A More Perfect Union: Japanese Americans and the U.S. Constitution

October 1, 1987 – January 11, 2004

National Museum of American History
1300 Constitution Ave., NW
Washington, DC

3rd Floor, Armed Forces History Hall

See on Map Floor Plan

The Constitutional process is examined by considering the experiences of Americans of Japanese ancestry before, during, and after World War II. During World War II almost 120,000 Japanese Americans, two-thirds of them U.S. citizens, were forced to leave their homes, sell much of their property at enormous losses, and move into U.S. government-built detention camps as a result of Executive Order 9066, signed by President Franklin Roosevelt on February 19, 1942.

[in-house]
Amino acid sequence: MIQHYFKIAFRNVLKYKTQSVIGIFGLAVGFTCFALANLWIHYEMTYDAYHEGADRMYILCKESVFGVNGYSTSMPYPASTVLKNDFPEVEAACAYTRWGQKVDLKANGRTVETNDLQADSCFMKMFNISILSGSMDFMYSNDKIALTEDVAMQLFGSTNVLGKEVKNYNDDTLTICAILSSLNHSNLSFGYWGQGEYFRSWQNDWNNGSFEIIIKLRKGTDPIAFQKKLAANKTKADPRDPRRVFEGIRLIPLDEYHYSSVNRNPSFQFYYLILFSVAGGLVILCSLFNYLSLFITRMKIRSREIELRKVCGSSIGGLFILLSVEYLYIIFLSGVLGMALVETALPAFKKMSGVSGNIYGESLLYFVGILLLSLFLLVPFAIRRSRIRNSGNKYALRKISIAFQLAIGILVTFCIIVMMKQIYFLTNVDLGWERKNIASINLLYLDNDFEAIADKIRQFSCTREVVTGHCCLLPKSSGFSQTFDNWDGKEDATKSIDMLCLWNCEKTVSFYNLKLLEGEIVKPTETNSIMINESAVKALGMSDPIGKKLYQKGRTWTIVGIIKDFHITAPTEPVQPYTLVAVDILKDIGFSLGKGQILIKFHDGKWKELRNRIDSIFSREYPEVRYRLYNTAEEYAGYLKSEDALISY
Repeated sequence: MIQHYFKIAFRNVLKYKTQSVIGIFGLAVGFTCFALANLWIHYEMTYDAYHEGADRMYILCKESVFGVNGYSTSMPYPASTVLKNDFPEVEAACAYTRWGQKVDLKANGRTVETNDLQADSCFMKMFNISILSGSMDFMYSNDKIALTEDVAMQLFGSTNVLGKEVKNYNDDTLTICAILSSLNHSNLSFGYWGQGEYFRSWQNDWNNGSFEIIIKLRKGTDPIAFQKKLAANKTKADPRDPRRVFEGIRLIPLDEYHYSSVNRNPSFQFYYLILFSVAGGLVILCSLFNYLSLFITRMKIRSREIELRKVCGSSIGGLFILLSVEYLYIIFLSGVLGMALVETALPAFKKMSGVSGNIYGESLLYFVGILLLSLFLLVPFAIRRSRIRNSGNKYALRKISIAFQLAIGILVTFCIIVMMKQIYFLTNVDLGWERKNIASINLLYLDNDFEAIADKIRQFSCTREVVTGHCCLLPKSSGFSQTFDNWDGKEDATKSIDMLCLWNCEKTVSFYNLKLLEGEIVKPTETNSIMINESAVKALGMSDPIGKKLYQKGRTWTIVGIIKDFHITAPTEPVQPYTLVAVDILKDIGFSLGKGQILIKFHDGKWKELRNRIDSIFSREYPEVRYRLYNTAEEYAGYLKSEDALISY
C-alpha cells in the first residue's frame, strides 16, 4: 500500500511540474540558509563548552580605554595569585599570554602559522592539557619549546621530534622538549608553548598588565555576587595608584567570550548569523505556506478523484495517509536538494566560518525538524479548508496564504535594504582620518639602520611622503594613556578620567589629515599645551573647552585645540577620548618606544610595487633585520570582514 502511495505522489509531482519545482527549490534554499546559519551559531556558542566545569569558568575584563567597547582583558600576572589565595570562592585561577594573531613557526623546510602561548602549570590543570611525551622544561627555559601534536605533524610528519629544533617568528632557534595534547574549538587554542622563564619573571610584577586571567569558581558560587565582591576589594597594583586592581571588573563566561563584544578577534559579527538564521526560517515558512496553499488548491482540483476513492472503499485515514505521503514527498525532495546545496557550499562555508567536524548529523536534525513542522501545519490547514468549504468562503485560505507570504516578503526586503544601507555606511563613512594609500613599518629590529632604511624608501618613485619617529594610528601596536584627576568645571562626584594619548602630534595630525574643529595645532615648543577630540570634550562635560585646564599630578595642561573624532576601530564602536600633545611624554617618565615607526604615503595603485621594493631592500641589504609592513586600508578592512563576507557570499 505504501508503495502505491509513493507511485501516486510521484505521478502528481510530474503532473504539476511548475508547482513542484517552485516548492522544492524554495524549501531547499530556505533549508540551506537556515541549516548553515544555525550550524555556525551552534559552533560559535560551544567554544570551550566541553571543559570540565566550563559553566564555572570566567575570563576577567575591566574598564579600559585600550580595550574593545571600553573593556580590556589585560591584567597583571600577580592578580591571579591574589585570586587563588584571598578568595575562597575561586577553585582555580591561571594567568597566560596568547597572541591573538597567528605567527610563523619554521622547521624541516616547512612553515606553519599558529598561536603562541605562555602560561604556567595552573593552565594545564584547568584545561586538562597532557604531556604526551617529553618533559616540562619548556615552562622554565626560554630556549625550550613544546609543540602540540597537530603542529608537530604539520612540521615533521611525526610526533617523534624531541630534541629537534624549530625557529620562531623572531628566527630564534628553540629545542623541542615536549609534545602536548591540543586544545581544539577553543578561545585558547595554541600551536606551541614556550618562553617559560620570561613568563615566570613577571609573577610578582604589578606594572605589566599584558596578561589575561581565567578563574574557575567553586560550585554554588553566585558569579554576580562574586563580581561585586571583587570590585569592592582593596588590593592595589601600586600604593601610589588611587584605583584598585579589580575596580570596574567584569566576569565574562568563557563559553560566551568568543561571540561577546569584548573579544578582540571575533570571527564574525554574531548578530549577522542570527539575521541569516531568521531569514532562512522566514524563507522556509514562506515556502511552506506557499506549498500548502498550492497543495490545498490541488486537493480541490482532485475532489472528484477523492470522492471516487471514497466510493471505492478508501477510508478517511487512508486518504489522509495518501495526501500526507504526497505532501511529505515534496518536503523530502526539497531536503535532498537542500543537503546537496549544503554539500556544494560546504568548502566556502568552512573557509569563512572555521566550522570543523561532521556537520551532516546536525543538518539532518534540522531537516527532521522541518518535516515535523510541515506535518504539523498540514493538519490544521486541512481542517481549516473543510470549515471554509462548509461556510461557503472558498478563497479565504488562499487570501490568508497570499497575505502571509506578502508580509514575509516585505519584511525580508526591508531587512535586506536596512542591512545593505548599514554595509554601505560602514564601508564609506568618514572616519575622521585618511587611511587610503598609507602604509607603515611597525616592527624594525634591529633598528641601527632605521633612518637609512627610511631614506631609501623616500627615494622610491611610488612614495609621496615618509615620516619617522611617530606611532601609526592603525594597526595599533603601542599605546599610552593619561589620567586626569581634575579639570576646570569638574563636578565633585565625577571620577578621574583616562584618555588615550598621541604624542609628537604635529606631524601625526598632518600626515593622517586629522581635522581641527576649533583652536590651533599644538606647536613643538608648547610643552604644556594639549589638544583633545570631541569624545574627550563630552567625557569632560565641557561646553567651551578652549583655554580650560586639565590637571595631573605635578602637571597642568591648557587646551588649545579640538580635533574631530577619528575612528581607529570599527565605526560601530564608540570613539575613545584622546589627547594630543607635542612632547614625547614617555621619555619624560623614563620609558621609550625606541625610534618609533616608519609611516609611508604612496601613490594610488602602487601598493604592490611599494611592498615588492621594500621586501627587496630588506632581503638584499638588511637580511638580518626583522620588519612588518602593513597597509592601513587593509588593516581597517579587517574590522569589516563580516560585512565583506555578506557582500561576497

However, in spite of this community's loss of rights, many young Japanese Americans volunteered for duty in the U.S. armed forces, serving with great distinction in both the European and Pacific theaters of war. The most famous were members of the 100th Battalion/442nd Regimental Combat Team, a group composed almost entirely of Japanese Americans from Hawaii and the detention camps. On view are more than 1,000 artifacts and photographs relating to the experiences of these Japanese Americans.